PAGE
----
Can you find a vector quantity that has a magnitude of zero but components that are not zero? Explain. Can the magnitude of a vector be less than the magnitude of any of its components? Explain.
Solution 16DQ Step 1: The equation for magnitude of an arbitrary vector, xi + y j + zk is, R = x + y + z 2 Step 2: 2 2 2 From the equation for magnitude, we can see that, R = 0 only if, x + y + z = 0 Since x, y and z are real numbers, their square term will be always positive. Therefore, x > 0, y > 0 and z > 0 Our condition is, whether the magnitude will become zero if the components are non zero. For the condition, x + y + z = 0, x, y and z should be zero. 2 2 2 If any of these components are having a non zero value, then, x + y + z 0.
Textbook: University Physics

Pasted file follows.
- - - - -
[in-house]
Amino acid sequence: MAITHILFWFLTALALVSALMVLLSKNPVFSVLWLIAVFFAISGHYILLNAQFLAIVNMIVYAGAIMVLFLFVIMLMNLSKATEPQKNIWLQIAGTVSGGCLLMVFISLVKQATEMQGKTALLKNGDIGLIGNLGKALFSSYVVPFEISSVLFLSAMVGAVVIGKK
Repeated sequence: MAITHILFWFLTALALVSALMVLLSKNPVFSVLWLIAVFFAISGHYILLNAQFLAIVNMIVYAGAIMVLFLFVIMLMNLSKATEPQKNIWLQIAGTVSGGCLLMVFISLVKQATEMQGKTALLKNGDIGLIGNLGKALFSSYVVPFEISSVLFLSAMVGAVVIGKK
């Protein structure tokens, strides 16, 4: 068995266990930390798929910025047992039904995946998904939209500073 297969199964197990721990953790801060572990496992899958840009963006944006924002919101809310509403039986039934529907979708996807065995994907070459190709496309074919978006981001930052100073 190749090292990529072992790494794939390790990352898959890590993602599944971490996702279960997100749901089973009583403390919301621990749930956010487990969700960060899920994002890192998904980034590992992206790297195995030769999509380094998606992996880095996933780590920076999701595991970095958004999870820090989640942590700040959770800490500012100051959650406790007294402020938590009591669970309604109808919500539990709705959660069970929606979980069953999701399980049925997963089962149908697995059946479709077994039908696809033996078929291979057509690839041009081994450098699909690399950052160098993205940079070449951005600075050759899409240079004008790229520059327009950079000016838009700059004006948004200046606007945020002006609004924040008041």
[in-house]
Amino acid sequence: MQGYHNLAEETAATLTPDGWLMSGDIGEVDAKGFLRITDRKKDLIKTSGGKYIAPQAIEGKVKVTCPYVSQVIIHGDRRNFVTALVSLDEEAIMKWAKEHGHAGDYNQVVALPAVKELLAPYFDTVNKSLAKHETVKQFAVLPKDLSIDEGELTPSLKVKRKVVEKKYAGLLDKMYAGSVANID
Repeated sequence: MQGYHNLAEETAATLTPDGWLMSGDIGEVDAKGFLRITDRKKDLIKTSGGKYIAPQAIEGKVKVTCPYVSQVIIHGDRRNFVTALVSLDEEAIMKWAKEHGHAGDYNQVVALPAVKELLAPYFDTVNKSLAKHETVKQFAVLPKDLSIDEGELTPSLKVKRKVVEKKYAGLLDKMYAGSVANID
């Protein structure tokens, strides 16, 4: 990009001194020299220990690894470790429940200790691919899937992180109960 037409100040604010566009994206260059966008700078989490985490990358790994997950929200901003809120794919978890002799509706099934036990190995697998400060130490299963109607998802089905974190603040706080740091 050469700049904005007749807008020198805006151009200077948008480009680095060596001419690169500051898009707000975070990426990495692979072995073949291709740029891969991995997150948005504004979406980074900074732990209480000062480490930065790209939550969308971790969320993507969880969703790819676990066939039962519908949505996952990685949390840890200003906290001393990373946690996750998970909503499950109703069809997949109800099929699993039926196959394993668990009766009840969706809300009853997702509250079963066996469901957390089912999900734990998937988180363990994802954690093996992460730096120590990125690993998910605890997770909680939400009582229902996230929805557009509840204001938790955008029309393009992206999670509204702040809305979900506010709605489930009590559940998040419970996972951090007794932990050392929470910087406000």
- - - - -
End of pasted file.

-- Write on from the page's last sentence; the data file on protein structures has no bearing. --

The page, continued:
Author: Hugh D. Young, Roger A. Freedman
Since the solution to 16DQ from 1 chapter was answered, more than 272 students have viewed the full step-by-step answer. This textbook survival guide was created for the textbook: University Physics, edition: 13. This full solution covers the following key subjects: magnitude, explain, components, Vector, Zero. This expansive textbook survival guide covers 26 chapters, and 2929 solutions. The full step-by-step solution to problem: 16DQ from chapter: 1 was answered by , our top Physics solution expert on 05/06/17, 06:07PM. The answer to “Can you find a vector quantity that has a magnitude of zero but components that are not zero? Explain. Can the magnitude of a vector be less than the magnitude of any of its components? Explain.” is broken down into a number of easy to follow steps, and 36 words. University Physics was written by and is associated to the ISBN: 9780321675460.